1.4.3 Structures that both enable and constrain
Life within a society is made possible by structures. They operate at many levels, from the details of daily life (e.g. the routines of getting up in the morning, or the ritual greetings we use when we meet people) to the broader organisation of society (e.g. the channels through which mass media ‘news’ is generated, or the rules under which benefit payments are made). Even the language through which I am communicating now is a structured system of written symbols. But structures not only enable things to be done, they also impose constraints.
The doctor–patient relationship is a good example. This highly structured relationship gives you access to advice drawn from the large knowledge base and the long-developed practices of the medical profession. However, the very structures of the relationship which make it possible to supply the advice – the polite formality, the assumption of authority by the doctor, the diagnostic procedures, the understood confidentiality of information you give, the rapid decision making – also place tight limits on what can go on within the relationship. Much of the time we are unaware of the limits because we are very used to them. But if, for example, you want to challenge the doctor’s interpretation of your illness and bring knowledge to bear from different source, it can be very hard to do this within the established structuring of the relationship.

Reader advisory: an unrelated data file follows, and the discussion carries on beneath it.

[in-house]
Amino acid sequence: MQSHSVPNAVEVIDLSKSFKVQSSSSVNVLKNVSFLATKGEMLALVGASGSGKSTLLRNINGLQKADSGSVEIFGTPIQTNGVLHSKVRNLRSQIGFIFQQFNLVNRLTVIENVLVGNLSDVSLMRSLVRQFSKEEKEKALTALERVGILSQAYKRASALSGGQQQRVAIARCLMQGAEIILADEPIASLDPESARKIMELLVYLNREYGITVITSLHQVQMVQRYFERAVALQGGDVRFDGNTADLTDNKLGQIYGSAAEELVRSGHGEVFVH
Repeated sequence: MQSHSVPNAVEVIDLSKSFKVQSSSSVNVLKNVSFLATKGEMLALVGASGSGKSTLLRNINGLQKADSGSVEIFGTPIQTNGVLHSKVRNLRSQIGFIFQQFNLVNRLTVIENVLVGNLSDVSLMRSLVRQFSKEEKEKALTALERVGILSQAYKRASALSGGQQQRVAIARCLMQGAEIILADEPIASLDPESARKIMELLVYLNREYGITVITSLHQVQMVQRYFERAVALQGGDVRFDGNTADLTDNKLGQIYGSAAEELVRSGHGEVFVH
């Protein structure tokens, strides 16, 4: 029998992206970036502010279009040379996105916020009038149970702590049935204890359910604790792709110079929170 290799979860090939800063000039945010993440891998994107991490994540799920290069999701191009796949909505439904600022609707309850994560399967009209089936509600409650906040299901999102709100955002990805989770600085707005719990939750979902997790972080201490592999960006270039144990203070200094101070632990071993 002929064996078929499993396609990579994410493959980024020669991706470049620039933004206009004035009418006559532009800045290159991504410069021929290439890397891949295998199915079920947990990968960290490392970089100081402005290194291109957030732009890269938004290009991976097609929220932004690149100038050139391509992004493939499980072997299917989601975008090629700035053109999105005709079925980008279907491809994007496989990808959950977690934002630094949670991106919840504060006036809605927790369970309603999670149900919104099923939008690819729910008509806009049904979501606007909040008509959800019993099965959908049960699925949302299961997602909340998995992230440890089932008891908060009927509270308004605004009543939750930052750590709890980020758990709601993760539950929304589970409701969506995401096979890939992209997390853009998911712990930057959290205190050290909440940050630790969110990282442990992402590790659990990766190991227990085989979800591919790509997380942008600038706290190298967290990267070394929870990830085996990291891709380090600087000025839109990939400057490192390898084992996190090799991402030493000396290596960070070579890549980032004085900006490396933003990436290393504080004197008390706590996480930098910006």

According to Goffman:
Our room for manoeuvre in negotiating the ‘definition of a scene’ varies.
Some situations are fairly evenly balanced and open-ended. Others are tightly defined and have well-established ‘scripts’ – or power is very much stacked on one side.
The term ‘script’ means the conventional ways of speaking and acting in a particular kind of situation.
‘Scripts’ provide a form of structuring within social situations. Like any structures they simultaneously enable things to happen and constrain what can happen.